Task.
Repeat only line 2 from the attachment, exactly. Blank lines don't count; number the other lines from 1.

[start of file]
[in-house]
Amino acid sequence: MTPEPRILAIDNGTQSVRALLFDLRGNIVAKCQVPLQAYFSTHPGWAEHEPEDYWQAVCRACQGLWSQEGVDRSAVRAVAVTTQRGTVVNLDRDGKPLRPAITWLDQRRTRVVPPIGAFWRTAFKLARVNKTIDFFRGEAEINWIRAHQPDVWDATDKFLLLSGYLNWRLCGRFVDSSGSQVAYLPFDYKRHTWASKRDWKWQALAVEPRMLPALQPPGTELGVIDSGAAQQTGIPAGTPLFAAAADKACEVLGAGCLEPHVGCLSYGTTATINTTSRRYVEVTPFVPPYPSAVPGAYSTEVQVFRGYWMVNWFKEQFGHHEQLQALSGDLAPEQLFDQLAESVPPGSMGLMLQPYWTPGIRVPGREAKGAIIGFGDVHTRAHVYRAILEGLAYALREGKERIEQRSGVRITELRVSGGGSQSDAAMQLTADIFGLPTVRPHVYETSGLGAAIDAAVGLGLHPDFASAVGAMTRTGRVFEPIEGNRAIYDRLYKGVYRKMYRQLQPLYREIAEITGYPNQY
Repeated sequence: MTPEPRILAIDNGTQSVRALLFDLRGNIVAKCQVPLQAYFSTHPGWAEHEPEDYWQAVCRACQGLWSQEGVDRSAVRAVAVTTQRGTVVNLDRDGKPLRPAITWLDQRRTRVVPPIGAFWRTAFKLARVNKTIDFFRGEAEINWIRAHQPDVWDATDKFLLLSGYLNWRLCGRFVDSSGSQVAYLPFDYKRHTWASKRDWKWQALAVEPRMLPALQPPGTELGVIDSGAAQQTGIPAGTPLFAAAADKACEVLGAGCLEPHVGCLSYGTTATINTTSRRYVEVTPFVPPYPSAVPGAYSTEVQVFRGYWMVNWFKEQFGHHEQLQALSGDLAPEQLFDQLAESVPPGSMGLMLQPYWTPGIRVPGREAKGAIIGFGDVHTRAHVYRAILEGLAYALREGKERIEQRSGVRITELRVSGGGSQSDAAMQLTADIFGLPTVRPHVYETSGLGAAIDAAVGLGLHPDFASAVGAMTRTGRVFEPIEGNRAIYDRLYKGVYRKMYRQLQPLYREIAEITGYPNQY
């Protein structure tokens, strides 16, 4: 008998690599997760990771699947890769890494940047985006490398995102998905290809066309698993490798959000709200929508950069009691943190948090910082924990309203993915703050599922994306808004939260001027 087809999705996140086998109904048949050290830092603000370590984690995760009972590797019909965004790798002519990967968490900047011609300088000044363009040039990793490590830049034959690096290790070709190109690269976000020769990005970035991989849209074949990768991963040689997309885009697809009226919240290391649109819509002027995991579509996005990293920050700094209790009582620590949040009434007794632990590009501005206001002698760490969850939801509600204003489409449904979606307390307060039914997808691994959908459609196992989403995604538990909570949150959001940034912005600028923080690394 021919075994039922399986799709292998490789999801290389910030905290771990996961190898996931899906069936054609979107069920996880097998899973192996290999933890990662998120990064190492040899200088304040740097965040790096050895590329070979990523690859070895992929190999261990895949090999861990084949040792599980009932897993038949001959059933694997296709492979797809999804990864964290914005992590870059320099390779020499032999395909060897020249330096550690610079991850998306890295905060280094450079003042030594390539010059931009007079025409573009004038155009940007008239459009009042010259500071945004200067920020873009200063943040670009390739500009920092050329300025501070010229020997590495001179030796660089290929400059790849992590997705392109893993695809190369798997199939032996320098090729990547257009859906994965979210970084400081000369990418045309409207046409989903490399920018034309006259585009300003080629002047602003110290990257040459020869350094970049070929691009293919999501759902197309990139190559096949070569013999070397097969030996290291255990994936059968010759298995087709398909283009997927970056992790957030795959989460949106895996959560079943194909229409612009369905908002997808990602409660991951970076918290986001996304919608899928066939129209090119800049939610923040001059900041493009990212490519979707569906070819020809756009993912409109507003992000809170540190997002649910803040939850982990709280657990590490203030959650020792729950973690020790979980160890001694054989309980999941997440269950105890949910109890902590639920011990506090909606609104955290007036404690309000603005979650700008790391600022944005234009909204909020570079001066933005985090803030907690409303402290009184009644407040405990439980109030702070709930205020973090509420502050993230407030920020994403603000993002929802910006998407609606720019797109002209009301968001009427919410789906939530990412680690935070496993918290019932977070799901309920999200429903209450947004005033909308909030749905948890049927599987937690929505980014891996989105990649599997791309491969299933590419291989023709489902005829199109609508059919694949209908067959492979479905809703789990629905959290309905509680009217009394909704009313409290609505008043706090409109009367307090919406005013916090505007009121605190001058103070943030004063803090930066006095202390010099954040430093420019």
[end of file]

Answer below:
Amino acid sequence: MTPEPRILAIDNGTQSVRALLFDLRGNIVAKCQVPLQAYFSTHPGWAEHEPEDYWQAVCRACQGLWSQEGVDRSAVRAVAVTTQRGTVVNLDRDGKPLRPAITWLDQRRTRVVPPIGAFWRTAFKLARVNKTIDFFRGEAEINWIRAHQPDVWDATDKFLLLSGYLNWRLCGRFVDSSGSQVAYLPFDYKRHTWASKRDWKWQALAVEPRMLPALQPPGTELGVIDSGAAQQTGIPAGTPLFAAAADKACEVLGAGCLEPHVGCLSYGTTATINTTSRRYVEVTPFVPPYPSAVPGAYSTEVQVFRGYWMVNWFKEQFGHHEQLQALSGDLAPEQLFDQLAESVPPGSMGLMLQPYWTPGIRVPGREAKGAIIGFGDVHTRAHVYRAILEGLAYALREGKERIEQRSGVRITELRVSGGGSQSDAAMQLTADIFGLPTVRPHVYETSGLGAAIDAAVGLGLHPDFASAVGAMTRTGRVFEPIEGNRAIYDRLYKGVYRKMYRQLQPLYREIAEITGYPNQY